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The University of British Columbia's board has rejected a call to sell off the school's oil, gas and coal investments.DARRYL DYCK/The Globe and Mail

The University of British Columbia's board of governors has rejected a proposal by faculty and students to sell off investments related to oil, gas and coal, marking the latest blow for a national movement to rid university endowments of their involvement in fossil-fuel industries.

Instead, the board voted Monday to put $10-million toward a new fund that would invest in low-carbon ventures, which will be set apart from the more than $1.4-billion the school currently has in endowments.

Alex Hemingway, a spokesman for the student campaign for fossil-fuel divestment, says his group is considering campus sit-ins and protests after "jumping through all the hoops" set up by the administration only to fail when the issue reached the board.

UBC's compromise strategy is the second of its kind among Canada's largest postsecondary institutions. In December, 2014, Concordia University also rejected a campaign calling for complete divestment and instead created a separate $5-million fund for non-fossil-fuel investments.

The University of Calgary, McGill and Dalhousie have all rejected divestment. University of Toronto president Meric Gertler is currently consulting on the issue, and school staff say he could make a decision within the next two months.

An analysis by Corporate Knights magazine published last November estimated that U of T's endowment had lost more than $550-million by not divesting three years earlier.

Even though the university has rejected a widespread selloff of fossil-fuel stocks, the school says the current downturn in oil and coal could mean schools are ultimately left holding very little stock in such high-carbon industries anyway,

"Investors will be making decisions based on the market realities, so we'll begin to see us shift away from carbon-intensive companies in any case," said Philip Steenkamp, UBC's vice-president of communications.

Mr. Steenkamp also suggested the downturn means now may not be the time to sell off fossil-fuel stocks.

"It would be an interesting question as to whether you sell fossil fuels, having seen that depreciation, or whether you wait and see if there's a recovery," he said.

As the price of oil dropped dramatically over the past year, the portion of UBC's endowments invested in fossil fuels shrank from about $110-million to $85-million. Meanwhile, overall endowments grew from $1.3-billion to $1.46-billion.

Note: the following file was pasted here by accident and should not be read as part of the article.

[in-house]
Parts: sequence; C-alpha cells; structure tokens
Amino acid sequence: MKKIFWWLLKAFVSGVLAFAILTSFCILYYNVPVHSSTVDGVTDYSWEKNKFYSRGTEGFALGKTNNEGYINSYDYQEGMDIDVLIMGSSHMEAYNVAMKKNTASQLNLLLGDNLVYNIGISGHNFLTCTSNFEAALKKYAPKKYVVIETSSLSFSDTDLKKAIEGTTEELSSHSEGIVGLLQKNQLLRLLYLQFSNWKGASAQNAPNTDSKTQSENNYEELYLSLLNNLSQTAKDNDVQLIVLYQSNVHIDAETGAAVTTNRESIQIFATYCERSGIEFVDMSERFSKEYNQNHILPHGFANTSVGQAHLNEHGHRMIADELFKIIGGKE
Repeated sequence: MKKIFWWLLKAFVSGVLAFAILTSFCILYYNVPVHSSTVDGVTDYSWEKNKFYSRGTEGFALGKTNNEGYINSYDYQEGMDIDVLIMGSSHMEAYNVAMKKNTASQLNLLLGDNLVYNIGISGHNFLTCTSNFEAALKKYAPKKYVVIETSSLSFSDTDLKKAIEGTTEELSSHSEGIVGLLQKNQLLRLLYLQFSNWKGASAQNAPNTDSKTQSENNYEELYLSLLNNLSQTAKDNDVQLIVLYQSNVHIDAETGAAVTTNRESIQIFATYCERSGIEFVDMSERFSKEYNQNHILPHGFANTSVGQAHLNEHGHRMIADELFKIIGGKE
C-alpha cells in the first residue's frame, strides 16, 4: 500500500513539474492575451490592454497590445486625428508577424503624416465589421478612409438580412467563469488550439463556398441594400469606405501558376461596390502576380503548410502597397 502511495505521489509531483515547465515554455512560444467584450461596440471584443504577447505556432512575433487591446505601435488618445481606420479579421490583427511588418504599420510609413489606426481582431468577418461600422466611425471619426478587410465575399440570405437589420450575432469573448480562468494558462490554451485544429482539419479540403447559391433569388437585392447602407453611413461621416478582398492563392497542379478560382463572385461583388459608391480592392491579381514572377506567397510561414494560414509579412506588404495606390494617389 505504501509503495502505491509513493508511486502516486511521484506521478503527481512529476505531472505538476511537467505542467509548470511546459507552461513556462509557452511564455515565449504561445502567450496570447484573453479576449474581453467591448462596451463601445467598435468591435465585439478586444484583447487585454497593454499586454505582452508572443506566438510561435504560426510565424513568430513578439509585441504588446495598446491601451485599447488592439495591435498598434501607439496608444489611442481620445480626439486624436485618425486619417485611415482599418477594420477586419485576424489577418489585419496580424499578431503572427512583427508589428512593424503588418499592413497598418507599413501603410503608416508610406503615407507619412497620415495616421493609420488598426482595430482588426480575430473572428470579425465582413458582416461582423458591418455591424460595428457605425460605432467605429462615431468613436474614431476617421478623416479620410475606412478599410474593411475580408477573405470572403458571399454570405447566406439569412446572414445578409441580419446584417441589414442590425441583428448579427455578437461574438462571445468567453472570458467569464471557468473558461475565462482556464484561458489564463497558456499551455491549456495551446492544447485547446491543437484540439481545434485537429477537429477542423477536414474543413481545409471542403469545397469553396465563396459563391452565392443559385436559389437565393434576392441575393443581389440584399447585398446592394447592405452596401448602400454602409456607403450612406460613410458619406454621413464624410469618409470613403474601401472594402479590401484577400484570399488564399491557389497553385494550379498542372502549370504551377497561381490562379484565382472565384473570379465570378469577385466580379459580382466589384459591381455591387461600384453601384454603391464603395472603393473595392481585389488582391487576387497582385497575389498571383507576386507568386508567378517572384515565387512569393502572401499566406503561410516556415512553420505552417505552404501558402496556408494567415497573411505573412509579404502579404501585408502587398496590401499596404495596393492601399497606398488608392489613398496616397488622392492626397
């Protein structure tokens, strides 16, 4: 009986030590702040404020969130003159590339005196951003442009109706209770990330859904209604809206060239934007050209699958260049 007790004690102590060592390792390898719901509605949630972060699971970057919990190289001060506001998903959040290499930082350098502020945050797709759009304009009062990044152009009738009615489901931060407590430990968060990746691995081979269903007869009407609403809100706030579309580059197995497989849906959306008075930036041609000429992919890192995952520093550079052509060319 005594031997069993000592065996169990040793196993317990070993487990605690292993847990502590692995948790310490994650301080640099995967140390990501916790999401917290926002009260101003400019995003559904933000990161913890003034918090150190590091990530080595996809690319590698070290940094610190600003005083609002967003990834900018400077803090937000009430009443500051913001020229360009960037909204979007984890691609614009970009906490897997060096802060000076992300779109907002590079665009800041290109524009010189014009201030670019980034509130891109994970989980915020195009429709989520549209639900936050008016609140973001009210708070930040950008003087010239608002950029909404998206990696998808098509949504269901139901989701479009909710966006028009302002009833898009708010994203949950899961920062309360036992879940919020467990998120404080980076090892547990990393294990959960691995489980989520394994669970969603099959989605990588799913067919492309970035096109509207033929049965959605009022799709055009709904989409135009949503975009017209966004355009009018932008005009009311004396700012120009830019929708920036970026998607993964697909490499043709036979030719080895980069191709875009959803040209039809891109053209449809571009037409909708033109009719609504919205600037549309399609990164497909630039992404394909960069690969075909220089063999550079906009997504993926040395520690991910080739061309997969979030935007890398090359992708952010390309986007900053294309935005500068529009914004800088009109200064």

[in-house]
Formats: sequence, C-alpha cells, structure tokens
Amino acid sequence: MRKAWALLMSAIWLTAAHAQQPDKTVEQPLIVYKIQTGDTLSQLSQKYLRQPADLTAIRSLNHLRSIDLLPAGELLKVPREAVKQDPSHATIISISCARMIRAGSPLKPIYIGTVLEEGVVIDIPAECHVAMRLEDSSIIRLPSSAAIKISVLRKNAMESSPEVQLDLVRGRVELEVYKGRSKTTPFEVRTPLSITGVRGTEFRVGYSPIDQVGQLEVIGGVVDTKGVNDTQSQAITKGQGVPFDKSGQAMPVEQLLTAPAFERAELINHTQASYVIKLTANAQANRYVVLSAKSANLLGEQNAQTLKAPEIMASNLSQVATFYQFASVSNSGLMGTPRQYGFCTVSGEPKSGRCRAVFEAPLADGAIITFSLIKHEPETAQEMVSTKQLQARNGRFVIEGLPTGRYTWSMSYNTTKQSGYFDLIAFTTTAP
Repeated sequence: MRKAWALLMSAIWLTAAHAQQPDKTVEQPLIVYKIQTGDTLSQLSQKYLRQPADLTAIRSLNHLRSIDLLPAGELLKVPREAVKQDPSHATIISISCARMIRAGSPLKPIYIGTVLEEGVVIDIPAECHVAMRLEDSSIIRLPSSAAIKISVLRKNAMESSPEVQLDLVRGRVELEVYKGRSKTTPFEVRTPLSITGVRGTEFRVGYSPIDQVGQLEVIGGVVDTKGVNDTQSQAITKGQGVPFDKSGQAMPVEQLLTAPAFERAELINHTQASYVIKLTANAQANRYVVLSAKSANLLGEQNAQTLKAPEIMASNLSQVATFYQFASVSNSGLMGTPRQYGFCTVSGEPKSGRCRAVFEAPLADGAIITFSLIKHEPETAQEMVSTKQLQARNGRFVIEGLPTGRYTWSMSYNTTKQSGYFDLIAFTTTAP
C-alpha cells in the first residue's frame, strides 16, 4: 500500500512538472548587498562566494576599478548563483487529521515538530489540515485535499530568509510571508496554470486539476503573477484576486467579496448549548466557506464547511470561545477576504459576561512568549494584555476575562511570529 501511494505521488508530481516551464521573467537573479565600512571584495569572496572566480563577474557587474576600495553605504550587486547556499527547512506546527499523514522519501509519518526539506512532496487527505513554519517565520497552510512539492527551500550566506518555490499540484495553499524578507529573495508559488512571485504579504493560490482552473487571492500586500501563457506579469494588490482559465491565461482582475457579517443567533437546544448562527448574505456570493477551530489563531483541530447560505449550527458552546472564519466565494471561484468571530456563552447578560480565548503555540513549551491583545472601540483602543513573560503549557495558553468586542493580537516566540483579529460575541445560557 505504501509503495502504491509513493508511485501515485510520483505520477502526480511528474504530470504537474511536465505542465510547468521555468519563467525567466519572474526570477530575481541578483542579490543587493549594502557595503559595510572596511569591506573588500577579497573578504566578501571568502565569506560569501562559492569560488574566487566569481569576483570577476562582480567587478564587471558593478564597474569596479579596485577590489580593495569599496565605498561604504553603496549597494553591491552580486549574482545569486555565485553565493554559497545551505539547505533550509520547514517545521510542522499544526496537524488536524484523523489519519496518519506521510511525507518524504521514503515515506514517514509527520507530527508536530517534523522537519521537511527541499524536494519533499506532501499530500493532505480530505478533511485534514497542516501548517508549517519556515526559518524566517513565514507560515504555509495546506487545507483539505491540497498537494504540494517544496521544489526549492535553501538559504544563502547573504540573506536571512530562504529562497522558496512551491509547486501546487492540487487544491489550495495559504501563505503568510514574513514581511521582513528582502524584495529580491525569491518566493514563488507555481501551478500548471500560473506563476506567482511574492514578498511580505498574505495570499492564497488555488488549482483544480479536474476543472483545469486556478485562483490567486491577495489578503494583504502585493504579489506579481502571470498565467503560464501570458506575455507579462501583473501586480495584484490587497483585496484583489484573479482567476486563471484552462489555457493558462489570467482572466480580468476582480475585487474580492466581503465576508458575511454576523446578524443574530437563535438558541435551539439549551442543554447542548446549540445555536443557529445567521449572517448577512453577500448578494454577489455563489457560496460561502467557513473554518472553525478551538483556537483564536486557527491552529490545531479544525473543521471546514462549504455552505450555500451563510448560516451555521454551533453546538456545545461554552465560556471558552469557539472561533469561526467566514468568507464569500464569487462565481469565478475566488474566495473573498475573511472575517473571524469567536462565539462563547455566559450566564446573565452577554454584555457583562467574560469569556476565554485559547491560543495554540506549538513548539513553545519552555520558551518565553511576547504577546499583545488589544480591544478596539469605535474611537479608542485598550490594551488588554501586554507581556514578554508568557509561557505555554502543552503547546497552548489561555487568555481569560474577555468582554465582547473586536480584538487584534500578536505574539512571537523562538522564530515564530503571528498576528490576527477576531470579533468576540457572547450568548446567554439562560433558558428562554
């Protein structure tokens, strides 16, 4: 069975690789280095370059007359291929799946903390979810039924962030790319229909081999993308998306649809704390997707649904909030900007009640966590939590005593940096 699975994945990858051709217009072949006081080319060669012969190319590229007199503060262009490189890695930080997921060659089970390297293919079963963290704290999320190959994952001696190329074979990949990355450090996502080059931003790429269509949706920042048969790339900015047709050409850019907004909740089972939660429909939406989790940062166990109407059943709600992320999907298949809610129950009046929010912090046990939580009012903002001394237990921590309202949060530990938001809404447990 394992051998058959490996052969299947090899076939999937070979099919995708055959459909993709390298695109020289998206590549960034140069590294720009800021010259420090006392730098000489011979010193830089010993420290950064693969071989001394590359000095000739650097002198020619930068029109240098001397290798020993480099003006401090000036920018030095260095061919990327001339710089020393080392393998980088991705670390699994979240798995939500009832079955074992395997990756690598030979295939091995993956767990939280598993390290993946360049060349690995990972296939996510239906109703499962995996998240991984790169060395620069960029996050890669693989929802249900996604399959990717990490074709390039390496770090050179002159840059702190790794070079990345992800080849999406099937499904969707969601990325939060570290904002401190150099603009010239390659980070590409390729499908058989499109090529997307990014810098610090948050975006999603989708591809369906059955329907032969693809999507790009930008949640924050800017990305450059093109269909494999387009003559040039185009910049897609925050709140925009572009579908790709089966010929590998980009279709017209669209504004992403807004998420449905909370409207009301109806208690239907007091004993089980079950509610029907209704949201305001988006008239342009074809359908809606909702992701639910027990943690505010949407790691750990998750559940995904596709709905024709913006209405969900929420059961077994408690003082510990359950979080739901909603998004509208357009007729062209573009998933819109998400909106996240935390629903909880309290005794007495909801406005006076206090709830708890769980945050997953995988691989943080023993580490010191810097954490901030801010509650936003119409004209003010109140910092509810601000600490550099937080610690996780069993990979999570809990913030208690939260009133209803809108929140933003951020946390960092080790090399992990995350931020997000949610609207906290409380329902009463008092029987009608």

The school's finance committee made its recommendation to reject divestment in part because it stated it has a "fiduciary duty" to honour the endowment-fund donors. It also stated that other investors would just step in if UBC divested.

Oil prices have fallen by more than 75 per cent since mid-2014, spending the past year below $60 (U.S.) a barrel and two months below $40, with conflicting opinions about how long prices could take to recover.

Mr. Steenkamp said divestment campaigners characterize the issue as a moral one, but the university is committed to a "more effective way" of combatting climate change, namely committing to "very aggressive" reductions in the greenhouse-gas emissions of its campus.

"Our view is that the university's primary job is the teaching and research mission and we are leaders, probably global leaders, in sustainability on that front," he said.

Mr. Hemingway told the board Monday that the finance committee refused to meet with his group, UBC C350, before issuing its recommendation to keep the school's fossil-fuel investments.

He also said the external report commissioned by the committee limited itself to "only looking at one document for any evidence in support of divestment," which was his group's brief regarding the issue. "I'm a teaching assistant here and if a student submitted a paper to me that only cited one source for one side of an argument – that's not a passing paper," Mr. Hemingway said.

After the vote, several UBC C350 protesters, wearing black and holding signs, stood and chanted at the board: "You are failing us."

With a report from The Canadian Press